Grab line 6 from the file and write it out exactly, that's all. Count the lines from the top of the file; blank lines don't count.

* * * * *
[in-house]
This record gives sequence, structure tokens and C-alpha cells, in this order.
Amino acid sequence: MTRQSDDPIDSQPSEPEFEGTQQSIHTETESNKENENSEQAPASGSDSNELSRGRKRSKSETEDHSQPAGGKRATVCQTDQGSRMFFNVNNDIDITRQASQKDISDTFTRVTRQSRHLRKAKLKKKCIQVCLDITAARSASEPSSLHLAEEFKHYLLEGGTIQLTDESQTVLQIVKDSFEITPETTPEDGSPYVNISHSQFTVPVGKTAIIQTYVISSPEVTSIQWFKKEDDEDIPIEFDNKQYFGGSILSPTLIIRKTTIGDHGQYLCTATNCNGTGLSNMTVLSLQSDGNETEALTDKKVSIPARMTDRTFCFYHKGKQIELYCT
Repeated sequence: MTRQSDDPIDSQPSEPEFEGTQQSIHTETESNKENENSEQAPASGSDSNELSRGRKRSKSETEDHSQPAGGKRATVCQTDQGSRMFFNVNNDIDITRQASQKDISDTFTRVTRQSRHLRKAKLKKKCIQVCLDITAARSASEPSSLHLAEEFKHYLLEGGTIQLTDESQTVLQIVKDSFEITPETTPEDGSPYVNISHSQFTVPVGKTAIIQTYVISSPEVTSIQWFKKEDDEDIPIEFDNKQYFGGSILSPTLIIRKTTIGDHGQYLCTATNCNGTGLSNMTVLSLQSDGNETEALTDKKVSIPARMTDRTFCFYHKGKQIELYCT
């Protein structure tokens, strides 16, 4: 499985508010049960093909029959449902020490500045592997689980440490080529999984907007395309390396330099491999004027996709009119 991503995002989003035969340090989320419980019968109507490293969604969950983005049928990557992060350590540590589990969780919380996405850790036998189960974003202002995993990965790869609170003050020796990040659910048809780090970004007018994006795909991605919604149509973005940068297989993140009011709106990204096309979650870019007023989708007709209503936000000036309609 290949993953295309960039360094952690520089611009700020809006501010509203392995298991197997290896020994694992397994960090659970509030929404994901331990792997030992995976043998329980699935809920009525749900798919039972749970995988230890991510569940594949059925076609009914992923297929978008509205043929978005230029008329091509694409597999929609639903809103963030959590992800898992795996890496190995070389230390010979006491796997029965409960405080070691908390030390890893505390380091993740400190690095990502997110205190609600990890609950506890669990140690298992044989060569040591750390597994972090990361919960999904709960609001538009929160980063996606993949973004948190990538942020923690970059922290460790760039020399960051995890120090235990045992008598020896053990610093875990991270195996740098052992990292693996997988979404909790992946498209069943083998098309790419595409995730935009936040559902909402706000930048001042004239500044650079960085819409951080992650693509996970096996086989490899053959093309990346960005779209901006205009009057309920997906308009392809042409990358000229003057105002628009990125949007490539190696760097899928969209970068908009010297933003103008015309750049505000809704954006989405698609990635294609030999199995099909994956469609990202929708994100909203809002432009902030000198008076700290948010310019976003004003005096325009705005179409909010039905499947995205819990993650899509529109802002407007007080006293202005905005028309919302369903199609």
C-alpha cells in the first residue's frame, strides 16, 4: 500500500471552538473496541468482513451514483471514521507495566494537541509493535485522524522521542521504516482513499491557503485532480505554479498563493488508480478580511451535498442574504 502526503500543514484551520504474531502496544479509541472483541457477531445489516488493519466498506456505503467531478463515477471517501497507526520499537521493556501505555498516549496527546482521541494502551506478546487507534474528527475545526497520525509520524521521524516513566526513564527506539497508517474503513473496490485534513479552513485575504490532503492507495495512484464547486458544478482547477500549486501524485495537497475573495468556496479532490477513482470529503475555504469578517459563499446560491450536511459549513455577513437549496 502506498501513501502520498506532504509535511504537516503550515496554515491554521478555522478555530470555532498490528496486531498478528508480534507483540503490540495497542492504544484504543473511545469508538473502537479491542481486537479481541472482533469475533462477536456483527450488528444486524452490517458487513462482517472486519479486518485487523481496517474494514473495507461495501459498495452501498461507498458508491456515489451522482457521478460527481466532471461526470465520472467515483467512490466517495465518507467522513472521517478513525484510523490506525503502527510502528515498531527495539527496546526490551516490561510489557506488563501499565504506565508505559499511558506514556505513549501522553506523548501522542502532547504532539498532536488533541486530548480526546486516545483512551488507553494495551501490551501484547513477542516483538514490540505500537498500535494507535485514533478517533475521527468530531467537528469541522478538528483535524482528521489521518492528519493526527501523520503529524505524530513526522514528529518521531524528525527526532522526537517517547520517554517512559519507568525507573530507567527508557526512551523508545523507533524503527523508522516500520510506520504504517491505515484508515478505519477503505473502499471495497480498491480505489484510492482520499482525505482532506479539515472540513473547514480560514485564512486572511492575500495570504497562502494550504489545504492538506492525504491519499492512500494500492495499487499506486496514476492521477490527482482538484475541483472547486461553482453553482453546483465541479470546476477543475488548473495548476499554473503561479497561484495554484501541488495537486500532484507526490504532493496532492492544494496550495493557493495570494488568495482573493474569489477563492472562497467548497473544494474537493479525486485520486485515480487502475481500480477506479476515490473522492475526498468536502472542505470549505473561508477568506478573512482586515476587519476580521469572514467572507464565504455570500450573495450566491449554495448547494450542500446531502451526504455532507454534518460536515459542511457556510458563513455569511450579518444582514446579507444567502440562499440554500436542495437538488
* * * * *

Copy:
C-alpha cells in the first residue's frame, strides 16, 4: 500500500471552538473496541468482513451514483471514521507495566494537541509493535485522524522521542521504516482513499491557503485532480505554479498563493488508480478580511451535498442574504 502526503500543514484551520504474531502496544479509541472483541457477531445489516488493519466498506456505503467531478463515477471517501497507526520499537521493556501505555498516549496527546482521541494502551506478546487507534474528527475545526497520525509520524521521524516513566526513564527506539497508517474503513473496490485534513479552513485575504490532503492507495495512484464547486458544478482547477500549486501524485495537497475573495468556496479532490477513482470529503475555504469578517459563499446560491450536511459549513455577513437549496 502506498501513501502520498506532504509535511504537516503550515496554515491554521478555522478555530470555532498490528496486531498478528508480534507483540503490540495497542492504544484504543473511545469508538473502537479491542481486537479481541472482533469475533462477536456483527450488528444486524452490517458487513462482517472486519479486518485487523481496517474494514473495507461495501459498495452501498461507498458508491456515489451522482457521478460527481466532471461526470465520472467515483467512490466517495465518507467522513472521517478513525484510523490506525503502527510502528515498531527495539527496546526490551516490561510489557506488563501499565504506565508505559499511558506514556505513549501522553506523548501522542502532547504532539498532536488533541486530548480526546486516545483512551488507553494495551501490551501484547513477542516483538514490540505500537498500535494507535485514533478517533475521527468530531467537528469541522478538528483535524482528521489521518492528519493526527501523520503529524505524530513526522514528529518521531524528525527526532522526537517517547520517554517512559519507568525507573530507567527508557526512551523508545523507533524503527523508522516500520510506520504504517491505515484508515478505519477503505473502499471495497480498491480505489484510492482520499482525505482532506479539515472540513473547514480560514485564512486572511492575500495570504497562502494550504489545504492538506492525504491519499492512500494500492495499487499506486496514476492521477490527482482538484475541483472547486461553482453553482453546483465541479470546476477543475488548473495548476499554473503561479497561484495554484501541488495537486500532484507526490504532493496532492492544494496550495493557493495570494488568495482573493474569489477563492472562497467548497473544494474537493479525486485520486485515480487502475481500480477506479476515490473522492475526498468536502472542505470549505473561508477568506478573512482586515476587519476580521469572514467572507464565504455570500450573495450566491449554495448547494450542500446531502451526504455532507454534518460536515459542511457556510458563513455569511450579518444582514446579507444567502440562499440554500436542495437538488